The easiest way would be to go through a stored procedure for all writes to this table-- you could enforce restrictions in the stored proc's logic. You can GRANT different rights to the stored proc vs. the underlying table, so that your application's users can only make changes via the sproc. See http://www.sommarskog.se/grantperm.html
You could also probably create a view and do writes through the view, although I've never tried this approach before so it may not work.
A trigger may work too, although triggers tend to introduce additional complexity into apps-- so I generally like to avoid them.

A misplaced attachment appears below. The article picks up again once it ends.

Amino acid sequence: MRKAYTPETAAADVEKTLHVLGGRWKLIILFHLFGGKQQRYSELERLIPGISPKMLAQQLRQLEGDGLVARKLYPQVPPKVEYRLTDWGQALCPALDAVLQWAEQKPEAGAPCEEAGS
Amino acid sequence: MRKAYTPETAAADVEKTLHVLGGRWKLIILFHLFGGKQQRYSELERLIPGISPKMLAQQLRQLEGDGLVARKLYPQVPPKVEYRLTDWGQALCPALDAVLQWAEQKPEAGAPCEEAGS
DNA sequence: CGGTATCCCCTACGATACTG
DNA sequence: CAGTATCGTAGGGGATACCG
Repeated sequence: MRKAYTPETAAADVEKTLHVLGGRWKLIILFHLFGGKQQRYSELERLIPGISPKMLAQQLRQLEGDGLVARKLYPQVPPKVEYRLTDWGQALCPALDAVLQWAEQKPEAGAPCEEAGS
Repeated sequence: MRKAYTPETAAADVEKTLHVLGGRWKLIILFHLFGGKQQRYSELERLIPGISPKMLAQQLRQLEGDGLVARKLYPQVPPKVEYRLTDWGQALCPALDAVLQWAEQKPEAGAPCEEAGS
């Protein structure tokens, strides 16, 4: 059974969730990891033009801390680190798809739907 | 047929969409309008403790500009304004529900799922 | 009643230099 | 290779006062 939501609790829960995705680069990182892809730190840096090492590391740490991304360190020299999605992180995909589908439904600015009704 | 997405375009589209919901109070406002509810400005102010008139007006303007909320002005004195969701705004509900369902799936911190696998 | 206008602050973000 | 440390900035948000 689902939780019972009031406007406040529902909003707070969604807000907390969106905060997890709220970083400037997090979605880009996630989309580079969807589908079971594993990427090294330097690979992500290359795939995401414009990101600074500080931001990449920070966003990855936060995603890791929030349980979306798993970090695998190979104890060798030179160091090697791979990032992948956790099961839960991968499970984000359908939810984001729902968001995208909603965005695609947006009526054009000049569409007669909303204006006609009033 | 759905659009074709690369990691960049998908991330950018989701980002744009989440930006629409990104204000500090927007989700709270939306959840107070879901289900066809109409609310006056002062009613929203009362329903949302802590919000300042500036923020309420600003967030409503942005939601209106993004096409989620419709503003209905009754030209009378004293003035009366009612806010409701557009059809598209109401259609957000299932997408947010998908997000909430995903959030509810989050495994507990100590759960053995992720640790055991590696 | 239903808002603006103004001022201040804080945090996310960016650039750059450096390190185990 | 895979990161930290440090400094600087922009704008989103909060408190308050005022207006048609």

The core element of any of these solutions is that nothing is foolproof-- a determined user with sufficient privileges can change what he wants. But as long as you can constrain your app to a particular user (or set of users), and you can trust your high-privilege users to not mess things up using ad-hoc queries, then you're probably OK.
Of course, you also need to change your schema so that, however you choose to enforce restrictions, your code can can know what rows to restrict. The "additional column" or "additional table" approaches recommended in other answers are two sensible options for this additional schema. The "additional table" approach seems theoretically cleanest to me, but might result in sub-optimal query plans since every query would require a UNION across the two. It's the kind of thing you'd want to test before using.